Nomination of first Black woman to Supreme Court should be celebrated, not deprecated

Mya Harrison, Contributing Writer

“The person I will nominate [to the Supreme Court] will be someone of extraordinary qualifications, character, experience and integrity — and that person will be the first Black woman ever nominated to the United States Supreme Court,” President Joe Biden said upon announcing the retirement of Supreme Court Justice Stephen Breyer.

One of the many things Biden promised in his 2020 campaign was that he would nominate a Black woman as the next Supreme Court justice. The time has finally come for him to keep the promise he made two years ago.

I believe this will be a monumental event, not just for Black people, but for all Black women across the country. To say the least, it is very disappointing that we have never had a Black woman as a Supreme Court justice.

Seeing a Black woman become a Supreme Court justice will be another reason why we should continue fighting to get more minorities in higher roles of authority, especially within the government. These decisions will help with representational discrepancies we have had over time. Having a Black woman brings an unprecedented perspective to the court.

Since 1789, there have been 115 Supreme Court justices, and for the first 180 years of the Supreme Court only white males served as justices. These white men were solely responsible for judging the constitutionality of the most important events in our country.

For example, do you remember when the all white male Supreme Court ruled in favor of  “Separate but equal,” which segregated African Amercians from white Americans in 1896 during the “Plessy v. Ferguson” case? Not only was this not in the best interest of Black people, but it also paved the way for the creation of Jim Crow Laws.

As time has passed, we have seen the Supreme Court become more diverse. There was a realization that we should appoint people who are different and can bring unique perspectives to the table on top of their obvious required qualifications.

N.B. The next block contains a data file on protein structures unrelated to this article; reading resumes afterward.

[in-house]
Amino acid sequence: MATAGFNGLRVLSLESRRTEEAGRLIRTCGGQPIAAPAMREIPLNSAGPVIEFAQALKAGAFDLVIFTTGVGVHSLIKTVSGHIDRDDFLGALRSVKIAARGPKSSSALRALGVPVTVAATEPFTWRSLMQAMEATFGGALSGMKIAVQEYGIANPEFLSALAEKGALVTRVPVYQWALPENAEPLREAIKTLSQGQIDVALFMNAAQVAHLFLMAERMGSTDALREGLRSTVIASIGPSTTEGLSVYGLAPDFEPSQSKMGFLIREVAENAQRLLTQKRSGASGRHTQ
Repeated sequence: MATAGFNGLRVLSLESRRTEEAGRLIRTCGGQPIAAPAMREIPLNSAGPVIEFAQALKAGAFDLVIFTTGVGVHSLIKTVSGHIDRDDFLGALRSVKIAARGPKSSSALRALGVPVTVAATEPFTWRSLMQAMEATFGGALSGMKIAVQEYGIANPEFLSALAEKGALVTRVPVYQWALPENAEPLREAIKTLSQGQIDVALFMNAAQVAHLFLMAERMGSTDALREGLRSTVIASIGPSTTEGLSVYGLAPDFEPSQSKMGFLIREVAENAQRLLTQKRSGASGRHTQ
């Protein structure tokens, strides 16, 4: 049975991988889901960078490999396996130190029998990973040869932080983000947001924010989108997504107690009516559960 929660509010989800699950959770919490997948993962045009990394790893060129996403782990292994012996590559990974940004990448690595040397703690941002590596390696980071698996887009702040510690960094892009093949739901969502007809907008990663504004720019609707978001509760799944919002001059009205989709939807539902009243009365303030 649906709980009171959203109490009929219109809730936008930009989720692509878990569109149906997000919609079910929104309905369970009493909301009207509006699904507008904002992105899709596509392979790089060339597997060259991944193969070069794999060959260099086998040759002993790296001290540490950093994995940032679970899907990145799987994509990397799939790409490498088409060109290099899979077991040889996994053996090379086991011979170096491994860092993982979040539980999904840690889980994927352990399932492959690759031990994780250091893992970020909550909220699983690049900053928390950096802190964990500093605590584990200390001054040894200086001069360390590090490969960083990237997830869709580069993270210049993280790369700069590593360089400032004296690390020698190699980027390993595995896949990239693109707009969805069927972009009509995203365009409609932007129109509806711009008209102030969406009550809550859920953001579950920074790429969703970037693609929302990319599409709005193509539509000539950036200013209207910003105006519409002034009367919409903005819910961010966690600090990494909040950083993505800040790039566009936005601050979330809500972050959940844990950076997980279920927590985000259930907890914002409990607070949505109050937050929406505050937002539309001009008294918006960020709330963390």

Biden has created a shortlist of Black women who are his potential nominees for the nation’s highest judicial body. Ketanji Brown Jackson and Leondra Kruger are two Black women who could have the chance to serve on the Supreme Court once Stephen Breyer finishes up his term, according to The Washington Post.

Many have supported Biden’s nominee decision, but others feel this is not a fair, well-thought out option, including Sen. Susan Collins, R-Maine. Collins believes that Biden’s decision to nominate a Black woman is politicizing the nomination process.

 “I believe that diversity benefits the Supreme Court,” Collins said in an interview on ABC News. “But the way that the president has handled this nomination has been clumsy at best.”

While I do understand where Collins might be hesitant about this situation, she is painting this picture that Biden rushed this decision. Saying you want something to be diverse and using your privilege and power to do something about it doesn’t mean you are acting politically.

On top of what Biden said about nominating a Black woman, he also said he wants “someone of extraordinary qualifications.” It is not like he is picking someone random for his nomination; it goes without saying that the person he will nominate will be extremely qualified.

On another note, the people who think Biden is being racist for saying he will use his power to put a Black woman in a higher ranking position should understand what racism really is. If anything, this decision is the opposite of racist because he is using his power to uplift a specific group, not put down and certainly not to oppress.

While the story of this nation has been dictated by white men in positions of power for far too long, I’m inspired by the progress that has already been made and that will continue to occur.

We saw Thurgood Marshall nominated as the first Black Supreme Court justice in 1967. 

Sandra Day O’Connor was nominated as the first woman Supreme Court justice in 1987.

Clarence Thomas, another Black man, was nominated in 1991, and Sonia Sotomayor was nominated as the first Latina woman in 2009. 

Now, it’s time to see a Black woman as a Supreme Court justice.

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